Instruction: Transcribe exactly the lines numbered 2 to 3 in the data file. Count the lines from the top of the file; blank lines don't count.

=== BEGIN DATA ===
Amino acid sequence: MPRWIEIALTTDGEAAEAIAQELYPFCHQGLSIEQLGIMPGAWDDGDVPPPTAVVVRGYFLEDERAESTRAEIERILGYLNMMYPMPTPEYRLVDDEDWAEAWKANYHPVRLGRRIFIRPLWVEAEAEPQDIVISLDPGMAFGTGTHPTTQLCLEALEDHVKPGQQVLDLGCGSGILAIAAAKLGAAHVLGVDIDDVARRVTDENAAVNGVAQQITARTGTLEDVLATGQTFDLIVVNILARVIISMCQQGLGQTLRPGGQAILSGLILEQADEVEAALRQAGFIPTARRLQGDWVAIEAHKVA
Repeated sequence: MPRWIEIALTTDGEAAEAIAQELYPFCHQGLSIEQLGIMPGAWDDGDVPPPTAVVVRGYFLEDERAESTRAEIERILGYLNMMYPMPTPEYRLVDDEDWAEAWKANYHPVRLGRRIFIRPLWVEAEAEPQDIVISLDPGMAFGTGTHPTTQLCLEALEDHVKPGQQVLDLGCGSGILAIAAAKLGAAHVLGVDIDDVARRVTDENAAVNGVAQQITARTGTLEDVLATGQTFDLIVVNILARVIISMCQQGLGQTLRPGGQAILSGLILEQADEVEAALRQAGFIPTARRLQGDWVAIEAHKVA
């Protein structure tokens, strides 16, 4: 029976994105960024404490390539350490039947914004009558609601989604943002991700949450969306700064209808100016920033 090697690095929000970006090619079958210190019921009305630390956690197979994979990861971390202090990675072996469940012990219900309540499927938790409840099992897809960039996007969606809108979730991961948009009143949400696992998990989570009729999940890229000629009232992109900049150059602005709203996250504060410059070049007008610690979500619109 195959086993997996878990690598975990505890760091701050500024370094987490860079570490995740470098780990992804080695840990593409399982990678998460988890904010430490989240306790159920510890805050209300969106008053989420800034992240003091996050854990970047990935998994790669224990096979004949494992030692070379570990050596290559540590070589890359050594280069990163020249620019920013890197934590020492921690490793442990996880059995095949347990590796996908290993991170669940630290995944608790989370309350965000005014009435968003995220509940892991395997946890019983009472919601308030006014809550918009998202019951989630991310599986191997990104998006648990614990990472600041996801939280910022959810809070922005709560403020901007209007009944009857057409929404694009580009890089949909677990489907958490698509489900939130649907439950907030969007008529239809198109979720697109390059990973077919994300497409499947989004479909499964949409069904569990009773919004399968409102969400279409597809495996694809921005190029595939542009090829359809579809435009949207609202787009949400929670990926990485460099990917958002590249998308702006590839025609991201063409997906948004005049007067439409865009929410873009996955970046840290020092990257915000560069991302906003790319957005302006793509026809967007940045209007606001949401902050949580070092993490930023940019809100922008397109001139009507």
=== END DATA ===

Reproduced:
Repeated sequence: MPRWIEIALTTDGEAAEAIAQELYPFCHQGLSIEQLGIMPGAWDDGDVPPPTAVVVRGYFLEDERAESTRAEIERILGYLNMMYPMPTPEYRLVDDEDWAEAWKANYHPVRLGRRIFIRPLWVEAEAEPQDIVISLDPGMAFGTGTHPTTQLCLEALEDHVKPGQQVLDLGCGSGILAIAAAKLGAAHVLGVDIDDVARRVTDENAAVNGVAQQITARTGTLEDVLATGQTFDLIVVNILARVIISMCQQGLGQTLRPGGQAILSGLILEQADEVEAALRQAGFIPTARRLQGDWVAIEAHKVA
């Protein structure tokens, strides 16, 4: 029976994105960024404490390539350490039947914004009558609601989604943002991700949450969306700064209808100016920033 090697690095929000970006090619079958210190019921009305630390956690197979994979990861971390202090990675072996469940012990219900309540499927938790409840099992897809960039996007969606809108979730991961948009009143949400696992998990989570009729999940890229000629009232992109900049150059602005709203996250504060410059070049007008610690979500619109 195959086993997996878990690598975990505890760091701050500024370094987490860079570490995740470098780990992804080695840990593409399982990678998460988890904010430490989240306790159920510890805050209300969106008053989420800034992240003091996050854990970047990935998994790669224990096979004949494992030692070379570990050596290559540590070589890359050594280069990163020249620019920013890197934590020492921690490793442990996880059995095949347990590796996908290993991170669940630290995944608790989370309350965000005014009435968003995220509940892991395997946890019983009472919601308030006014809550918009998202019951989630991310599986191997990104998006648990614990990472600041996801939280910022959810809070922005709560403020901007209007009944009857057409929404694009580009890089949909677990489907958490698509489900939130649907439950907030969007008529239809198109979720697109390059990973077919994300497409499947989004479909499964949409069904569990009773919004399968409102969400279409597809495996694809921005190029595939542009090829359809579809435009949207609202787009949400929670990926990485460099990917958002590249998308702006590839025609991201063409997906948004005049007067439409865009929410873009996955970046840290020092990257915000560069991302906003790319957005302006793509026809967007940045209007606001949401902050949580070092993490930023940019809100922008397109001139009507």